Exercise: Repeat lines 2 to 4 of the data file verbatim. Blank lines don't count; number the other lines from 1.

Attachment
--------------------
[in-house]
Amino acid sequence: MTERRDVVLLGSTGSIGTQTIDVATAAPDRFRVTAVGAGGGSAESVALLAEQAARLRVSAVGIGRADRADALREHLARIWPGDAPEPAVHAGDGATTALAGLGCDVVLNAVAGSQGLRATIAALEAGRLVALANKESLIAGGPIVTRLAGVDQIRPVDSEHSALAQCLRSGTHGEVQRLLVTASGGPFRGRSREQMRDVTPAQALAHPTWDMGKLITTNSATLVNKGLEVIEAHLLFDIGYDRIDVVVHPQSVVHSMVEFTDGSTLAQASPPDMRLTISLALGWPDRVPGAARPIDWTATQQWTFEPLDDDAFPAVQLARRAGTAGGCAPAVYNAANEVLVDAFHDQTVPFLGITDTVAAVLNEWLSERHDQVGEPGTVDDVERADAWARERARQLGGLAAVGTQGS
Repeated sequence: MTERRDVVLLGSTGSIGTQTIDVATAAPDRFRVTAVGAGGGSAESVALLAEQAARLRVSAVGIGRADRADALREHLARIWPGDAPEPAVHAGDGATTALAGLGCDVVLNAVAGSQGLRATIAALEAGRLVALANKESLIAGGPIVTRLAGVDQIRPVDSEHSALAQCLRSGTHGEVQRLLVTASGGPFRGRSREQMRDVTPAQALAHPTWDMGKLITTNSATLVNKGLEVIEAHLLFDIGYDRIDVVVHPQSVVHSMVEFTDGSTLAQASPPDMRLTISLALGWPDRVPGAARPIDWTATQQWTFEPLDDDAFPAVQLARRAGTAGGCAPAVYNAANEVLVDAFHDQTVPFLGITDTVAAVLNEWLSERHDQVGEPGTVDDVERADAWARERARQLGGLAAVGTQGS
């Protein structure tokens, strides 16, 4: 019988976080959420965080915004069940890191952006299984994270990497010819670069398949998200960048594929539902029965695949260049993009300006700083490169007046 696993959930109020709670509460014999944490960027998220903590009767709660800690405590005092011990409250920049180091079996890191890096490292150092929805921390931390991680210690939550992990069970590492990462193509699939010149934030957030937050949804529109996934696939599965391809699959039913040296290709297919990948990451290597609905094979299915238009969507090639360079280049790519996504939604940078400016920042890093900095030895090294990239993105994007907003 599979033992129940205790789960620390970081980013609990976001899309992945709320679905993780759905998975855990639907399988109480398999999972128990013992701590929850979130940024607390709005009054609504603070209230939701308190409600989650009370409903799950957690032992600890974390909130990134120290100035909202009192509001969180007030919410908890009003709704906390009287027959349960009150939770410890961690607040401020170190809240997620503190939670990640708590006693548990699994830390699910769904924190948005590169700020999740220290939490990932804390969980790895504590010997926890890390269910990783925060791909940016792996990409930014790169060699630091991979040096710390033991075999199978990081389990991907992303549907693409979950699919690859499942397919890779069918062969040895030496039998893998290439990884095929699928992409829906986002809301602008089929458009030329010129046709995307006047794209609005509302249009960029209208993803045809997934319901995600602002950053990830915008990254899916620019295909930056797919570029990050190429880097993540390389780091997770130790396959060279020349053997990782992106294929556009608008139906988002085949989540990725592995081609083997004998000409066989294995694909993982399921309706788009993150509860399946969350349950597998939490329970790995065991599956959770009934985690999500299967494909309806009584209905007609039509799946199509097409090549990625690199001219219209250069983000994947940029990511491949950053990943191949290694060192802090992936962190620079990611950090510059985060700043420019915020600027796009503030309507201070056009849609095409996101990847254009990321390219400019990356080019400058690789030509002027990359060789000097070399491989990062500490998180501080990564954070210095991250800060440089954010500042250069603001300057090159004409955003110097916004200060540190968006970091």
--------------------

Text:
Amino acid sequence: MTERRDVVLLGSTGSIGTQTIDVATAAPDRFRVTAVGAGGGSAESVALLAEQAARLRVSAVGIGRADRADALREHLARIWPGDAPEPAVHAGDGATTALAGLGCDVVLNAVAGSQGLRATIAALEAGRLVALANKESLIAGGPIVTRLAGVDQIRPVDSEHSALAQCLRSGTHGEVQRLLVTASGGPFRGRSREQMRDVTPAQALAHPTWDMGKLITTNSATLVNKGLEVIEAHLLFDIGYDRIDVVVHPQSVVHSMVEFTDGSTLAQASPPDMRLTISLALGWPDRVPGAARPIDWTATQQWTFEPLDDDAFPAVQLARRAGTAGGCAPAVYNAANEVLVDAFHDQTVPFLGITDTVAAVLNEWLSERHDQVGEPGTVDDVERADAWARERARQLGGLAAVGTQGS
Repeated sequence: MTERRDVVLLGSTGSIGTQTIDVATAAPDRFRVTAVGAGGGSAESVALLAEQAARLRVSAVGIGRADRADALREHLARIWPGDAPEPAVHAGDGATTALAGLGCDVVLNAVAGSQGLRATIAALEAGRLVALANKESLIAGGPIVTRLAGVDQIRPVDSEHSALAQCLRSGTHGEVQRLLVTASGGPFRGRSREQMRDVTPAQALAHPTWDMGKLITTNSATLVNKGLEVIEAHLLFDIGYDRIDVVVHPQSVVHSMVEFTDGSTLAQASPPDMRLTISLALGWPDRVPGAARPIDWTATQQWTFEPLDDDAFPAVQLARRAGTAGGCAPAVYNAANEVLVDAFHDQTVPFLGITDTVAAVLNEWLSERHDQVGEPGTVDDVERADAWARERARQLGGLAAVGTQGS
């Protein structure tokens, strides 16, 4: 019988976080959420965080915004069940890191952006299984994270990497010819670069398949998200960048594929539902029965695949260049993009300006700083490169007046 696993959930109020709670509460014999944490960027998220903590009767709660800690405590005092011990409250920049180091079996890191890096490292150092929805921390931390991680210690939550992990069970590492990462193509699939010149934030957030937050949804529109996934696939599965391809699959039913040296290709297919990948990451290597609905094979299915238009969507090639360079280049790519996504939604940078400016920042890093900095030895090294990239993105994007907003 599979033992129940205790789960620390970081980013609990976001899309992945709320679905993780759905998975855990639907399988109480398999999972128990013992701590929850979130940024607390709005009054609504603070209230939701308190409600989650009370409903799950957690032992600890974390909130990134120290100035909202009192509001969180007030919410908890009003709704906390009287027959349960009150939770410890961690607040401020170190809240997620503190939670990640708590006693548990699994830390699910769904924190948005590169700020999740220290939490990932804390969980790895504590010997926890890390269910990783925060791909940016792996990409930014790169060699630091991979040096710390033991075999199978990081389990991907992303549907693409979950699919690859499942397919890779069918062969040895030496039998893998290439990884095929699928992409829906986002809301602008089929458009030329010129046709995307006047794209609005509302249009960029209208993803045809997934319901995600602002950053990830915008990254899916620019295909930056797919570029990050190429880097993540390389780091997770130790396959060279020349053997990782992106294929556009608008139906988002085949989540990725592995081609083997004998000409066989294995694909993982399921309706788009993150509860399946969350349950597998939490329970790995065991599956959770009934985690999500299967494909309806009584209905007609039509799946199509097409090549990625690199001219219209250069983000994947940029990511491949950053990943191949290694060192802090992936962190620079990611950090510059985060700043420019915020600027796009503030309507201070056009849609095409996101990847254009990321390219400019990356080019400058690789030509002027990359060789000097070399491989990062500490998180501080990564954070210095991250800060440089954010500042250069603001300057090159004409955003110097916004200060540190968006970091």